Somatization in the population: From mild bodily misperceptions to disabling symptoms

Department of Clinical Psychology, University of Mainz, Staudingerweg 9, 55099 Mainz, Germany.
Social Psychiatry and Psychiatric Epidemiology (Impact Factor: 2.58). 10/2006; 41(9):704-12. DOI: 10.1007/s00127-006-0082-y
Source: PubMed

ABSTRACT This study investigates the prevalence of current somatization in the population by taking different levels of symptom severity into account. Somatization is described along a continuum from mild and negligible bodily misperceptions to severe and disabling somatoform symptoms.
A representative sample of 2.552 persons in Germany was examined with a screening instrument for medically unexplained physical complaints that had occurred during the past 7 days. All 53 symptoms from the ICD-10/DSM-IV sections of somatoform disorders were included.
81.6% reported at least one symptom causing at least mild impairment and 22.1% at least one symptom causing severe impairment. The entire sample had an average of 6.6 symptoms associated with at least mild distress. Somatization of any degree was associated with female gender, age above 45, lower educational level, lower household income and rural area. The most common symptoms with prevalence rates > 20% were various types of pain (back, head, joints, extremities), food intolerance, sexual indifference, painful menstruations and erectile/ejaculatory dysfunction.
This population survey demonstrates that medically unclear complaints are an everyday phenomenon. About three out of four cases are below clinical relevance with only low level of impairment. Epidemiological correlates are similar between clinical and non-clinical forms of somatization.

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Available from: Winfried Rief, Aug 31, 2015
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    • "First, we extend the diagnostic spectrum by including somatoform disorders. This addition is stimulated by a substantial amount of literature highlighting that somatoform disorders like somatization and pain disorders are particularly impairing and with a frequently chronic course with a substantially degree of help-seeking, utilization of health services and high cost burden [4] [14] [16] [15] [32]. Second, we provide a more comprehensive characterization of disability days. "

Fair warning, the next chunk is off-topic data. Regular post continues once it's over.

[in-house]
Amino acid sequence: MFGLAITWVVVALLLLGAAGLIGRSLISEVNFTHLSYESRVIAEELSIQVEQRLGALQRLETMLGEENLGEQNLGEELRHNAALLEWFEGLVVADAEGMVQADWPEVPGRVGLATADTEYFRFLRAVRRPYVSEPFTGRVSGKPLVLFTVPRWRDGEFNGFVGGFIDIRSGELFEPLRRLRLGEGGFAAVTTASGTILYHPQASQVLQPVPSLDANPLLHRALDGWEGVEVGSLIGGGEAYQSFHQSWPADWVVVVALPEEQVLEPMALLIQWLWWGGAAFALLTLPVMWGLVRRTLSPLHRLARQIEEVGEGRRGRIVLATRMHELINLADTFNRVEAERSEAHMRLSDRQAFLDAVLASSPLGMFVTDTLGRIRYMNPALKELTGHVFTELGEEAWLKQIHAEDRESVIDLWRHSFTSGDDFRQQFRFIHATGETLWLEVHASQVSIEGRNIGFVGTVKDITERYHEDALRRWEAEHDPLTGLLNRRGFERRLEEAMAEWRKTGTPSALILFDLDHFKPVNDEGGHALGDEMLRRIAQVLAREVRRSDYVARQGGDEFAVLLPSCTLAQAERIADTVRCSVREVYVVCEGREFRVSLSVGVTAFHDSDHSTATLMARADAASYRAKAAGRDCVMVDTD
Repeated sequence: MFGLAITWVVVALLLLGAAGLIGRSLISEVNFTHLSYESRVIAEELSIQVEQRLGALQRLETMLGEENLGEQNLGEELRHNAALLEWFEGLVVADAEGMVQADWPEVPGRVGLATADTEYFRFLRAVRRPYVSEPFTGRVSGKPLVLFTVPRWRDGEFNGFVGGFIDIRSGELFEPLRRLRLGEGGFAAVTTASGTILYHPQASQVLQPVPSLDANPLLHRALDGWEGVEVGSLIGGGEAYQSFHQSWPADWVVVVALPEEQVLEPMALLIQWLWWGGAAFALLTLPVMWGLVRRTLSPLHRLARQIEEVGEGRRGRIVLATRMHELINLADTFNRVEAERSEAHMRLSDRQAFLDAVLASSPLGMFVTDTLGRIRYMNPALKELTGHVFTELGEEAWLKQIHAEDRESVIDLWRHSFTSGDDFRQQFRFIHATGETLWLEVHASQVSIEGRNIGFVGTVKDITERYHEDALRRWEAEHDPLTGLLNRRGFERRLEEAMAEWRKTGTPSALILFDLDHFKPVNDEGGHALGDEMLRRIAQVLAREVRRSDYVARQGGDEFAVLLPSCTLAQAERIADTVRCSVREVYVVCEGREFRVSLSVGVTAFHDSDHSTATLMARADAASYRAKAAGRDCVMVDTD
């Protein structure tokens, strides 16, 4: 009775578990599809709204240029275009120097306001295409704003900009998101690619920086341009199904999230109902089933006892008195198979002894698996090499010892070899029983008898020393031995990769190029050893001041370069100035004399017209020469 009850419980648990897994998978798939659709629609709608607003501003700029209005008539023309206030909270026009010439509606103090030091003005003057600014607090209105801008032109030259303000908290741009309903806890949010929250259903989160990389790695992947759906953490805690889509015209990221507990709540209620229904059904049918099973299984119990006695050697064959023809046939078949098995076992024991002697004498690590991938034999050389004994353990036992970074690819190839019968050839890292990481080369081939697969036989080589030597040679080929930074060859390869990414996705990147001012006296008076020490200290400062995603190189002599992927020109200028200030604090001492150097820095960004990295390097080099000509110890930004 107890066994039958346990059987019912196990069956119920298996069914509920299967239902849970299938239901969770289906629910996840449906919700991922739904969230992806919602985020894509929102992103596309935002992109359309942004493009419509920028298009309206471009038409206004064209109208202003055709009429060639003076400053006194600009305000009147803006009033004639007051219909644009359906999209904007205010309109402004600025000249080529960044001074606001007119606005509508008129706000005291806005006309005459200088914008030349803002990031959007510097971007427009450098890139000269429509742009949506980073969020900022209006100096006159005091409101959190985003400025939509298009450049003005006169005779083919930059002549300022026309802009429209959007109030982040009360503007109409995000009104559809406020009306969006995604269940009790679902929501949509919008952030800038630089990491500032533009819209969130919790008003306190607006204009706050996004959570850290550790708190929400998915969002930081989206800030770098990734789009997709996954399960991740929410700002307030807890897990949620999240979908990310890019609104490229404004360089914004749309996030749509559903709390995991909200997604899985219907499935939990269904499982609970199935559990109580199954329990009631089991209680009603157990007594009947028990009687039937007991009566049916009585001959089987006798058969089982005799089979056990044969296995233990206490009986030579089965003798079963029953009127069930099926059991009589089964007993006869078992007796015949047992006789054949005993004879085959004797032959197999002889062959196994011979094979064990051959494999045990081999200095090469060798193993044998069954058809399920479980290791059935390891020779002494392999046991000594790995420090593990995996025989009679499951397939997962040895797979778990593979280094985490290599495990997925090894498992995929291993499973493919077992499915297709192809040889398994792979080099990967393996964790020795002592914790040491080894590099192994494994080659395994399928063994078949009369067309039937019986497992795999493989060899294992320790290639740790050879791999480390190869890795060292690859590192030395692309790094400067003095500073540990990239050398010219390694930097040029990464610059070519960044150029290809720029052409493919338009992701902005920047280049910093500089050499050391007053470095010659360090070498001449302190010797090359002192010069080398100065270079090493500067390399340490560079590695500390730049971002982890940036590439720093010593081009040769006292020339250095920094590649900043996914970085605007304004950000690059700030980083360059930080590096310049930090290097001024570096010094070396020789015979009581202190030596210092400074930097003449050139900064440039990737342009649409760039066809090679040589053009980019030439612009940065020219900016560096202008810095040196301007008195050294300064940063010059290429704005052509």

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    ABSTRACT: This paper provides nationally representative data on how current and past mental disorders are related to functional disability and health-related quality of life (QoL). Results are based on a nationally representative sample (DEGS1-MH; n=4483 aged 18-79). Respondents were examined by clinical interviewers with the DSM-IV Composite International Diagnostic Interview (DIA-X/M-CIDI). Functional disability, i.e. number of disability days in the past 4weeks, and QoL, i.e. mental (MCS) and physical (PCS) component scale of the SF-36V2, were examined in subjects with 12-month mental disorders (=active cases [AC]) and compared to (a) subjects who never met diagnostic criteria (=unaffected individuals [UAI]), and (b) those with a history of mental disorders but not meeting the diagnostic criteria in the past 12months (=non-active cases [NAC]; partially or fully remitted). In comparison to UAI (mean: 1.9), AC reveals a 2-3 fold disability days/month (5.4, P<.001) and a substantially reduced MCS (UAI: 52.1; AC: 43.3, P<.001). NAC had a similar number of disability days as UAI, but significantly reduced MCS scores (49.9; P<.001). Disability days and QoL decrements were highest in internalizing disorders including somatoform disorders and most pronounced in comorbid cases. By and large, findings of a previous study were confirmed and extended for this nationally representative German sample. 12-month mental disorders, particularly internalizing, including somatoform disorders, are associated with high levels of disability and increased health-related QoL decrements. Partial or complete remission of the mental disorders is associated with a normalization of the numbers of disability days. Copyright © 2015. Published by Elsevier Masson SAS.
    European Psychiatry 07/2015; DOI:10.1016/j.eurpsy.2015.06.003 · 3.21 Impact Factor
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    • "Lastly, ED may represent a frequent symptom in somatization disorders, especially in men of over 45 years old [61]. "